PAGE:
Why such a coddling, piddly tone in the Obama ad? With the angelic cooing-- when the Left's faith is maybe anything but pie-in-the-sky-- it's over the top. (More, it's one of the few ads with a female narrator. Here, she's breathy, Sunday-school-esque, and maternal.) There's nothing piddly, meek, or sentimental about "feeding the hungry"-- we've been able to fight and win wars, while hunger and poverty have handily trounced us. If I didn't know his record, the tone might make me think, like Sunday school, Obama's commitment to "the least" may be periodic and token, instead of abiding, tough, and determined.
I wonder what the producers' decision to use this tone says about how people of faith-- I guess the intended audience, here-- and the quality of their hard-lived and won faith are viewed by the Mt25 Network and broader American culture. Why are appeals to people's religious ideals often airy and inoffensive, while appeals surrounding national security and terrorism are filled with strong, definitive language and fist-pounding? (Jeremiah Wright's fist-pounding prompted discussion of a more grounded religious practice, but was considered a demerit to quickly get beyond.)
Is there cynicism in play here-- in the relegation of the ideals, hope, and virtues which we take from and affirm through our faith to airy realms of song? (In favor of-- what?) And how destructive that all seems-- to sell out the best things we've known... Maybe having two separate worlds, in effect-- one airy and one in which you nearly hear the crush of metal; one with vague, referential language, one with clear language; one female, one male-- allows us in politics to express hurtful, proud, or divisive sentiments bookended with references to our religious ideals with less dissonance than we'd otherwise feel. There are many examples, the lowest fruit being the declaration of war pitched to the people with prayers and blessing.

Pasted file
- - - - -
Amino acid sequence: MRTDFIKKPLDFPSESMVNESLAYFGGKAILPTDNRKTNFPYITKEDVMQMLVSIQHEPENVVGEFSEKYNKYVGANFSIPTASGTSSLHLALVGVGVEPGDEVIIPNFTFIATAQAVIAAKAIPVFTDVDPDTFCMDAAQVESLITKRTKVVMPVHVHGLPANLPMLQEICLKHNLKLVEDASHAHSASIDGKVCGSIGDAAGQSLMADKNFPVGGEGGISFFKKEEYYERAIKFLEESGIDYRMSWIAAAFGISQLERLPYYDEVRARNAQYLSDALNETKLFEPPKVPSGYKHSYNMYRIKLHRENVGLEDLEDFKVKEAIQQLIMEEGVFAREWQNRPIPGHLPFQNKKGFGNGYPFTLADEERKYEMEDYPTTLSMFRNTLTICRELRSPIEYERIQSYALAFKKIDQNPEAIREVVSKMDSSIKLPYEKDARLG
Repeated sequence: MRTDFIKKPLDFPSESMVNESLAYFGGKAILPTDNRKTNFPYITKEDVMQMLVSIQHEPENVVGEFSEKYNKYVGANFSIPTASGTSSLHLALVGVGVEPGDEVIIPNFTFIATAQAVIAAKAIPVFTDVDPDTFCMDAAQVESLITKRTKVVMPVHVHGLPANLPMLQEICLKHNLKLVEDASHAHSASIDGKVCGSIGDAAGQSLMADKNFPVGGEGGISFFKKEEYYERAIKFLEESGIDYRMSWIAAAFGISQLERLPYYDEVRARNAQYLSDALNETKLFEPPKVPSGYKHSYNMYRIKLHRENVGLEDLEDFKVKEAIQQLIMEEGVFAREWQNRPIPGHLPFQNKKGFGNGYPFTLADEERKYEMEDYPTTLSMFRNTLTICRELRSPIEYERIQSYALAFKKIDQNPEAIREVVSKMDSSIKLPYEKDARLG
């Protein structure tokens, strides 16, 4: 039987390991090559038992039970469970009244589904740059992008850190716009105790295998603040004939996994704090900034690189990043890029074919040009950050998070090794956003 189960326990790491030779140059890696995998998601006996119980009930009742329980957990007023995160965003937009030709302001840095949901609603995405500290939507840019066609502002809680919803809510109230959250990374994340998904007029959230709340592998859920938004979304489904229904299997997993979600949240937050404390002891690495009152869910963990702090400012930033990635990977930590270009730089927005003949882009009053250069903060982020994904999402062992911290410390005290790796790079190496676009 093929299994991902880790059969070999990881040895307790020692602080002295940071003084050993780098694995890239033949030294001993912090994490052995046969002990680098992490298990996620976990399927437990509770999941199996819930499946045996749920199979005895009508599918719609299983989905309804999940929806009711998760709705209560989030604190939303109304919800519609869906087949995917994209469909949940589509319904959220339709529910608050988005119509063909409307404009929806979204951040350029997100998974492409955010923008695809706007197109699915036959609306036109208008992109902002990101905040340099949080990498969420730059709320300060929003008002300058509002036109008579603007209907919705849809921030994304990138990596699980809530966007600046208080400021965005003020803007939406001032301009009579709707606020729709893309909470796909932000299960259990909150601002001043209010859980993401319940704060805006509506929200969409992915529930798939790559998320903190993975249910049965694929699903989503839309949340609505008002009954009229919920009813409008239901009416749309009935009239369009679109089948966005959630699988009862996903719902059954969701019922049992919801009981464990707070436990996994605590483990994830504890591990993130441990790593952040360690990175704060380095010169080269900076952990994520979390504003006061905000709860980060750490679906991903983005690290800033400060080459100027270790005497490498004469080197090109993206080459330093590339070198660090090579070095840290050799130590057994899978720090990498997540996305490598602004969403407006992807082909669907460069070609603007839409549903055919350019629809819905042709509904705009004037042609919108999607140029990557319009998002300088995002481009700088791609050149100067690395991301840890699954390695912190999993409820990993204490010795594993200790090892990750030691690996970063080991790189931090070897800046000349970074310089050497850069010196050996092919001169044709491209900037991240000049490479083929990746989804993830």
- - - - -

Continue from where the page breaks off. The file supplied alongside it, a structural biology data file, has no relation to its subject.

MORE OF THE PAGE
I'm an Obama-supporter, but have the impression that these campaigns have little understanding of people's faith commitments, and less understanding of their power to actually realize peace, racial reconciliation, constructive support of the poorest, yes, and maybe even economic stability and a basis for rapprochement with our enemies. These ads undermine their power, sadly. And without understanding, I think it hurts us all to have these exploited for political gain.
The questions about cynicism and whether we have sold out remind me of 1Samuel 8, when: [Israel] said, “Give us a king to judge us.” So Samuel prayed to the Lord. And the Lord said to Samuel, “Heed the voice of the people in all that they say to you; for they have not rejected you, but they have rejected Me, that I should not reign over them... [But first] forewarn them, saying: you will cry out in that day because of your king whom you have chosen for yourselves." [Israel persisted:] "No, we will have a king over us that we may be like all the nations, and that our king may judge us and go out before us and fight our battles."
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